Film Review: A Street Cat Named Bob (2016)

A Street Cat Named Bob

No, there’s no Marlon Brando here, but there is a loveable ginger cat and one uplifting true story to go with it. Based on James Bowen’s autobiography, A Street Cat Named Bob tackles homeless, drug addiction and redemption, all under a PG rating.

James Bowen (Luke Treadaway) is a heroin addict who busks for a living and is desperate to get clean. With the assistance of his support worker Val (Joanne Froggatt), he starts a methadone program and is provided with accommodation. When a stray ginger turns up he takes an immediate liking to the loveable ball of fluff, seeking help from his neighbour Betty (Ruta Gedmintas, a Delta Goodrem lookalike) who names the cat Bob. After tending to a hurt Bob for a short time, James attempts to send him on his way. But Bob isn’t having a bar of it, going so far as to follow James onto the Islington bus and travelling with him to Covent Garden. Here he helps James become quite the tourist attraction, and proves a true companion throughout all of James’ ordeals, including the withdrawal week from hell.A Street Cat Named Bob poster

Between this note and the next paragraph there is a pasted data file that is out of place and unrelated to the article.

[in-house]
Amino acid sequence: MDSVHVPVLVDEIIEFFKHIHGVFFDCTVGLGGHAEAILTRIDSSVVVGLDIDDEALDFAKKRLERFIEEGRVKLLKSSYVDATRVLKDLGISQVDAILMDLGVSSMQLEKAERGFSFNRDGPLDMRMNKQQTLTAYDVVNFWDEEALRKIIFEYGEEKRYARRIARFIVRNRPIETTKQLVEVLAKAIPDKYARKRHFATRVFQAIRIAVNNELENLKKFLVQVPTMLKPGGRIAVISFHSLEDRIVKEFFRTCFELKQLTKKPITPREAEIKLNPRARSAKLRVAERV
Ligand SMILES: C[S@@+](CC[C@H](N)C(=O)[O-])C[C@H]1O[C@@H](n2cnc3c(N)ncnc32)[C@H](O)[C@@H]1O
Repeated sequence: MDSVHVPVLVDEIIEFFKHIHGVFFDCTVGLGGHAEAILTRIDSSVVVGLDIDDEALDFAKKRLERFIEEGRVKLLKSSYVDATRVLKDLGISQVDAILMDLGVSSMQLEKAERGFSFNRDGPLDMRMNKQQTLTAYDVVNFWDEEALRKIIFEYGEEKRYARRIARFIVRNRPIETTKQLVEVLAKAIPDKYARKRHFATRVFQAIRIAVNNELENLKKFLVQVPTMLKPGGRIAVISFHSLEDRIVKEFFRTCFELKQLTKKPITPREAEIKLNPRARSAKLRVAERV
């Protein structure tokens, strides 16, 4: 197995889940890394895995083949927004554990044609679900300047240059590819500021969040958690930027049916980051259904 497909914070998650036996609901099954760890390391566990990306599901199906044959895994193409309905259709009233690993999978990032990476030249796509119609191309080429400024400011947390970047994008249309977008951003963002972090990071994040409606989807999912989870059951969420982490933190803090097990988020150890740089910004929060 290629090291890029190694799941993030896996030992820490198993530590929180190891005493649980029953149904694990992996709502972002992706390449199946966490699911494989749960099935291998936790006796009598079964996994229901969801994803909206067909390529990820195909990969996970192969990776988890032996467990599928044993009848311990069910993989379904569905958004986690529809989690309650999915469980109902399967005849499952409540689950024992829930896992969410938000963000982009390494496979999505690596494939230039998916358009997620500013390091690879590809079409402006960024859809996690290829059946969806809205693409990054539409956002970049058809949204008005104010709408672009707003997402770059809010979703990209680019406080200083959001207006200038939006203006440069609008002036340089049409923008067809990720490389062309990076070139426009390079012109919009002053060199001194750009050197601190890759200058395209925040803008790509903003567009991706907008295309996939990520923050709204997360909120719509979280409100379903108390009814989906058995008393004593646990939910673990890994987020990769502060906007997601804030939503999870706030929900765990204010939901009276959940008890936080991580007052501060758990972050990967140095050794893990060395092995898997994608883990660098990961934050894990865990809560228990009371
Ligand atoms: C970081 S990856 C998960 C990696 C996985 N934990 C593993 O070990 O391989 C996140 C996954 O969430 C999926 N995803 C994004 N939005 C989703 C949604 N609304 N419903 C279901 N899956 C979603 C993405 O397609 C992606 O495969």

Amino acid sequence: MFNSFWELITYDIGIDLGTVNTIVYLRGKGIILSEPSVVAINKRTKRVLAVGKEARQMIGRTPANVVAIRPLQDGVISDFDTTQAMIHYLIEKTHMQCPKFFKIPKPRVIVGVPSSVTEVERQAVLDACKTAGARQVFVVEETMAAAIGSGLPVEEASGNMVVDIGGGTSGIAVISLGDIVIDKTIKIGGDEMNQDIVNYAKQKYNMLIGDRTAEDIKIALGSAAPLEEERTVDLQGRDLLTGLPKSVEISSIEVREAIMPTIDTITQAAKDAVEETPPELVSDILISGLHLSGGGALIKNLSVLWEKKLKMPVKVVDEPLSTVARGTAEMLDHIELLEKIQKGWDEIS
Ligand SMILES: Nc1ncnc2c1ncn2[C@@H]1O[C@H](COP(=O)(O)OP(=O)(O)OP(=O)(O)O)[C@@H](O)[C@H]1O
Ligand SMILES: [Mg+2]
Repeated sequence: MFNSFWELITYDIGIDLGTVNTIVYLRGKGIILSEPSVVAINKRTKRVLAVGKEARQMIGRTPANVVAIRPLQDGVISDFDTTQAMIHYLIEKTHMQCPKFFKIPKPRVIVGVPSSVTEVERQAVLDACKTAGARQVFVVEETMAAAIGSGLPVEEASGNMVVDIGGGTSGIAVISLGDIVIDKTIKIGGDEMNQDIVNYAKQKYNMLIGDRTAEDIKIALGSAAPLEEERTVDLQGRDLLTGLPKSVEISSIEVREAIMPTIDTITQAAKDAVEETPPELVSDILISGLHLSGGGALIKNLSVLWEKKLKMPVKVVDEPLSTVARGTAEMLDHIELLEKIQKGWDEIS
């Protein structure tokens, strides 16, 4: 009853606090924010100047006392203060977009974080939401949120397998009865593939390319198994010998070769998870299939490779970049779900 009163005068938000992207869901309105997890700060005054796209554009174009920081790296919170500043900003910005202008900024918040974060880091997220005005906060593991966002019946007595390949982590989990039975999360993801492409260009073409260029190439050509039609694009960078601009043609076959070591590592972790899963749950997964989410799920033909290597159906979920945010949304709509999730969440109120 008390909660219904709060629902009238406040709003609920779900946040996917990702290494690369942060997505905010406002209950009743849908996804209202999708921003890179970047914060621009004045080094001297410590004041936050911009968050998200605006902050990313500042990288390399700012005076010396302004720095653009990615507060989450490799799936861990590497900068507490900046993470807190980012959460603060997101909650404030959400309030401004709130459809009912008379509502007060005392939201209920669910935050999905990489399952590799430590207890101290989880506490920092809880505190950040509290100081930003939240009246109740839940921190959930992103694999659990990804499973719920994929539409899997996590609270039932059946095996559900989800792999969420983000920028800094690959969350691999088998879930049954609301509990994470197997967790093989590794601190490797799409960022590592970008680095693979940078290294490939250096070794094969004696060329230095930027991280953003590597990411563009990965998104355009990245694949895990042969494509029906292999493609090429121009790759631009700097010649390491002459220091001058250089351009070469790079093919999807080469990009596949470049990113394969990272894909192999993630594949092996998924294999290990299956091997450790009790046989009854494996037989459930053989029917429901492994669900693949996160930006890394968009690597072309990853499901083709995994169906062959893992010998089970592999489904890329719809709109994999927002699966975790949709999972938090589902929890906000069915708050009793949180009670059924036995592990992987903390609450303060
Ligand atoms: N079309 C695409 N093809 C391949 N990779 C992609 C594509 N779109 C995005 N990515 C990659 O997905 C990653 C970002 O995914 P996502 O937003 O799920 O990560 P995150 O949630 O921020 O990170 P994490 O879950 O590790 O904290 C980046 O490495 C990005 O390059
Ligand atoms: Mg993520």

Roger Spottiswoode of Turner & Hooch fame directs, and he makes Bob the true star of the show. Various shots are from Bob’s own point of view, and audiences will delight in his behaviours throughout the film (ones that all cat-owners will recognise). Of course, it’s not such a stretch for this feline to get Bob’s individual quirks (such as jumping up on James’ shoulders) down pat, for he’s played by none other than THE REAL BOB, making the film feel just the slightest bit more special.

While it’s rated PG, the film does deal with some big social issues such as homelessness and drug addiction. It might be a bit much for young viewers, but at the same time it’s restricted by its rating, unable to show these issues in much detail. For this reason it sometimes feels like there isn’t a great deal of substance in the story. Instead it is one quirky tale of rags to near riches, with a semi-love story thrown in for good measure, interspersed with heaps of entertaining shots of a cat being a cat. Nevertheless, it is a sweet telling about a man who turned his life around due to a chance encounter with an animal. It may even inspire viewers to buy a copy of The Big Issue to help out the homeless. While it isn’t quite up there as a fine piece of cinema, it will hopefully serve as a catalyst (no pun intended) for compassion towards those less fortunate. And that’s certainly a win.

A Street Cat Named Bob is in cinemas from 9th February through Sony Pictures.

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